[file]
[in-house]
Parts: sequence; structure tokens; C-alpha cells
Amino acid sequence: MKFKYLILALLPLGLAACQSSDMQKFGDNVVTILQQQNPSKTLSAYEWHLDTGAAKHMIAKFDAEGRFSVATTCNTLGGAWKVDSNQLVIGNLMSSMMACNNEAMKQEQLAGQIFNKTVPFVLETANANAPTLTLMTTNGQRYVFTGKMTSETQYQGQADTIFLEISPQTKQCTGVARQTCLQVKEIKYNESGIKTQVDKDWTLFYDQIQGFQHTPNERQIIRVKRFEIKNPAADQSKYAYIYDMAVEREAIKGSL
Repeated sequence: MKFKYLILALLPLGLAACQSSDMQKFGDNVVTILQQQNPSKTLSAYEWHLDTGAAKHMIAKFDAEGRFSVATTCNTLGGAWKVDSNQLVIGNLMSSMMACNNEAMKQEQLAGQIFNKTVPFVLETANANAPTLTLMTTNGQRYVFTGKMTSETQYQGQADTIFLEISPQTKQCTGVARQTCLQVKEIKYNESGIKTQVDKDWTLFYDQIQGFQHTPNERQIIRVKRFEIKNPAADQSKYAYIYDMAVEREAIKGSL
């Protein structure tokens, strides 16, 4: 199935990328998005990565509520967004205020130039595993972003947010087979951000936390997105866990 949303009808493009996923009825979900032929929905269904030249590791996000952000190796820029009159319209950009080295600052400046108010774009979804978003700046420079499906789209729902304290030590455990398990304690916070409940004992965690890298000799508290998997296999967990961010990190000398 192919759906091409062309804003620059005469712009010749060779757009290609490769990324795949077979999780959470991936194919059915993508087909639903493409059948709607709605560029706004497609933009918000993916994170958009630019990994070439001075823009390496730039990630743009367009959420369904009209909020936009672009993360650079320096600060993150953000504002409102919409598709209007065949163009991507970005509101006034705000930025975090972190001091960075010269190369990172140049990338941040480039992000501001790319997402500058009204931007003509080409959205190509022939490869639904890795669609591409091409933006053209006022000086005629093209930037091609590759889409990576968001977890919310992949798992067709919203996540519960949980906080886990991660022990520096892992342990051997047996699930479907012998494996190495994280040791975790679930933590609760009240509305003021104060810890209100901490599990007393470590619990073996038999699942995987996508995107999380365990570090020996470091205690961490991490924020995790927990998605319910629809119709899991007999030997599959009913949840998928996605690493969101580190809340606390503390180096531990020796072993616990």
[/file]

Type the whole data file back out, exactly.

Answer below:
[in-house]
Parts: sequence; structure tokens; C-alpha cells
Amino acid sequence: MKFKYLILALLPLGLAACQSSDMQKFGDNVVTILQQQNPSKTLSAYEWHLDTGAAKHMIAKFDAEGRFSVATTCNTLGGAWKVDSNQLVIGNLMSSMMACNNEAMKQEQLAGQIFNKTVPFVLETANANAPTLTLMTTNGQRYVFTGKMTSETQYQGQADTIFLEISPQTKQCTGVARQTCLQVKEIKYNESGIKTQVDKDWTLFYDQIQGFQHTPNERQIIRVKRFEIKNPAADQSKYAYIYDMAVEREAIKGSL
Repeated sequence: MKFKYLILALLPLGLAACQSSDMQKFGDNVVTILQQQNPSKTLSAYEWHLDTGAAKHMIAKFDAEGRFSVATTCNTLGGAWKVDSNQLVIGNLMSSMMACNNEAMKQEQLAGQIFNKTVPFVLETANANAPTLTLMTTNGQRYVFTGKMTSETQYQGQADTIFLEISPQTKQCTGVARQTCLQVKEIKYNESGIKTQVDKDWTLFYDQIQGFQHTPNERQIIRVKRFEIKNPAADQSKYAYIYDMAVEREAIKGSL
């Protein structure tokens, strides 16, 4: 199935990328998005990565509520967004205020130039595993972003947010087979951000936390997105866990 949303009808493009996923009825979900032929929905269904030249590791996000952000190796820029009159319209950009080295600052400046108010774009979804978003700046420079499906789209729902304290030590455990398990304690916070409940004992965690890298000799508290998997296999967990961010990190000398 192919759906091409062309804003620059005469712009010749060779757009290609490769990324795949077979999780959470991936194919059915993508087909639903493409059948709607709605560029706004497609933009918000993916994170958009630019990994070439001075823009390496730039990630743009367009959420369904009209909020936009672009993360650079320096600060993150953000504002409102919409598709209007065949163009991507970005509101006034705000930025975090972190001091960075010269190369990172140049990338941040480039992000501001790319997402500058009204931007003509080409959205190509022939490869639904890795669609591409091409933006053209006022000086005629093209930037091609590759889409990576968001977890919310992949798992067709919203996540519960949980906080886990991660022990520096892992342990051997047996699930479907012998494996190495994280040791975790679930933590609760009240509305003021104060810890209100901490599990007393470590619990073996038999699942995987996508995107999380365990570090020996470091205690961490991490924020995790927990998605319910629809119709899991007999030997599959009913949840998928996605690493969101580190809340606390503390180096531990020796072993616990």